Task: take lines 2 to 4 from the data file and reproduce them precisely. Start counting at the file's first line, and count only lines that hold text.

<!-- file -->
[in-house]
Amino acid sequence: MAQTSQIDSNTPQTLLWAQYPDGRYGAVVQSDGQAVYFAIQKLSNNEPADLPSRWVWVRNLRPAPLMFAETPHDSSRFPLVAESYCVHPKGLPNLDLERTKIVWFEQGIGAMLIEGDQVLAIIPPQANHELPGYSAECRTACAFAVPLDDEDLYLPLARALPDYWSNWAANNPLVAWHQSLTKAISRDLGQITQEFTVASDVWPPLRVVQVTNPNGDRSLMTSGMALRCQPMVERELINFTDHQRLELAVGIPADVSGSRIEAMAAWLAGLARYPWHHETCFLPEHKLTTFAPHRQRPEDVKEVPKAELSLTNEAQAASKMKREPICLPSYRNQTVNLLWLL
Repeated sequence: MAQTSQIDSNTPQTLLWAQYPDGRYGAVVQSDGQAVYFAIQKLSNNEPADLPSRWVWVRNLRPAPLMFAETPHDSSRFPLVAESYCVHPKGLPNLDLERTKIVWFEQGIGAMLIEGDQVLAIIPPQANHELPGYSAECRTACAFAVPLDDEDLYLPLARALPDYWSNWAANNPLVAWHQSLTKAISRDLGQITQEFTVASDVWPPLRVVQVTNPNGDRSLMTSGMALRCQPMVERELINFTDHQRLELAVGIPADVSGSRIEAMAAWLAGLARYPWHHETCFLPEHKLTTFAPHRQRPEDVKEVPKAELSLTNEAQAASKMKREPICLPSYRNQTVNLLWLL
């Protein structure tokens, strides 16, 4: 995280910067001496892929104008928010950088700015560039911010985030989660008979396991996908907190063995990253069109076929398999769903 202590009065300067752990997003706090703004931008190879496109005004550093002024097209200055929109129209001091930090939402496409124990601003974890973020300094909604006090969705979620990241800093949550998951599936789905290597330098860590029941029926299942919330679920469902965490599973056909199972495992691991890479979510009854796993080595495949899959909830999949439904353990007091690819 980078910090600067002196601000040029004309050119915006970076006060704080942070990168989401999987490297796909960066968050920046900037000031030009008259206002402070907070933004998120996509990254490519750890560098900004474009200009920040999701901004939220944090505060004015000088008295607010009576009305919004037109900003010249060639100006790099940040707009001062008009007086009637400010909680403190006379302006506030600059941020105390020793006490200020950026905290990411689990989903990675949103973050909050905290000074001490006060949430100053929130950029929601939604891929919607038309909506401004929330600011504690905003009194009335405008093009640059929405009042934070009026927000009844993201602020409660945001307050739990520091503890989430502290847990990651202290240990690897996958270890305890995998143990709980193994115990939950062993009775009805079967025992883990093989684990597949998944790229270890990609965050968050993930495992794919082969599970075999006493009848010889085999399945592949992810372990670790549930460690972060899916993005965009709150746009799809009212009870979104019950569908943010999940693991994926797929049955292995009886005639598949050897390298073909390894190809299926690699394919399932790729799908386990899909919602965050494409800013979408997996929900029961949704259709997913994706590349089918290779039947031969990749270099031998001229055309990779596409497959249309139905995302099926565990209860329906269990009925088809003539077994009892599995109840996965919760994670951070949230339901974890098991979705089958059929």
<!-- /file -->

Amino acid sequence: MAQTSQIDSNTPQTLLWAQYPDGRYGAVVQSDGQAVYFAIQKLSNNEPADLPSRWVWVRNLRPAPLMFAETPHDSSRFPLVAESYCVHPKGLPNLDLERTKIVWFEQGIGAMLIEGDQVLAIIPPQANHELPGYSAECRTACAFAVPLDDEDLYLPLARALPDYWSNWAANNPLVAWHQSLTKAISRDLGQITQEFTVASDVWPPLRVVQVTNPNGDRSLMTSGMALRCQPMVERELINFTDHQRLELAVGIPADVSGSRIEAMAAWLAGLARYPWHHETCFLPEHKLTTFAPHRQRPEDVKEVPKAELSLTNEAQAASKMKREPICLPSYRNQTVNLLWLL
Repeated sequence: MAQTSQIDSNTPQTLLWAQYPDGRYGAVVQSDGQAVYFAIQKLSNNEPADLPSRWVWVRNLRPAPLMFAETPHDSSRFPLVAESYCVHPKGLPNLDLERTKIVWFEQGIGAMLIEGDQVLAIIPPQANHELPGYSAECRTACAFAVPLDDEDLYLPLARALPDYWSNWAANNPLVAWHQSLTKAISRDLGQITQEFTVASDVWPPLRVVQVTNPNGDRSLMTSGMALRCQPMVERELINFTDHQRLELAVGIPADVSGSRIEAMAAWLAGLARYPWHHETCFLPEHKLTTFAPHRQRPEDVKEVPKAELSLTNEAQAASKMKREPICLPSYRNQTVNLLWLL
């Protein structure tokens, strides 16, 4: 995280910067001496892929104008928010950088700015560039911010985030989660008979396991996908907190063995990253069109076929398999769903 202590009065300067752990997003706090703004931008190879496109005004550093002024097209200055929109129209001091930090939402496409124990601003974890973020300094909604006090969705979620990241800093949550998951599936789905290597330098860590029941029926299942919330679920469902965490599973056909199972495992691991890479979510009854796993080595495949899959909830999949439904353990007091690819 980078910090600067002196601000040029004309050119915006970076006060704080942070990168989401999987490297796909960066968050920046900037000031030009008259206002402070907070933004998120996509990254490519750890560098900004474009200009920040999701901004939220944090505060004015000088008295607010009576009305919004037109900003010249060639100006790099940040707009001062008009007086009637400010909680403190006379302006506030600059941020105390020793006490200020950026905290990411689990989903990675949103973050909050905290000074001490006060949430100053929130950029929601939604891929919607038309909506401004929330600011504690905003009194009335405008093009640059929405009042934070009026927000009844993201602020409660945001307050739990520091503890989430502290847990990651202290240990690897996958270890305890995998143990709980193994115990939950062993009775009805079967025992883990093989684990597949998944790229270890990609965050968050993930495992794919082969599970075999006493009848010889085999399945592949992810372990670790549930460690972060899916993005965009709150746009799809009212009870979104019950569908943010999940693991994926797929049955292995009886005639598949050897390298073909390894190809299926690699394919399932790729799908386990899909919602965050494409800013979408997996929900029961949704259709997913994706590349089918290779039947031969990749270099031998001229055309990779596409497959249309139905995302099926565990209860329906269990009925088809003539077994009892599995109840996965919760994670951070949230339901974890098991979705089958059929």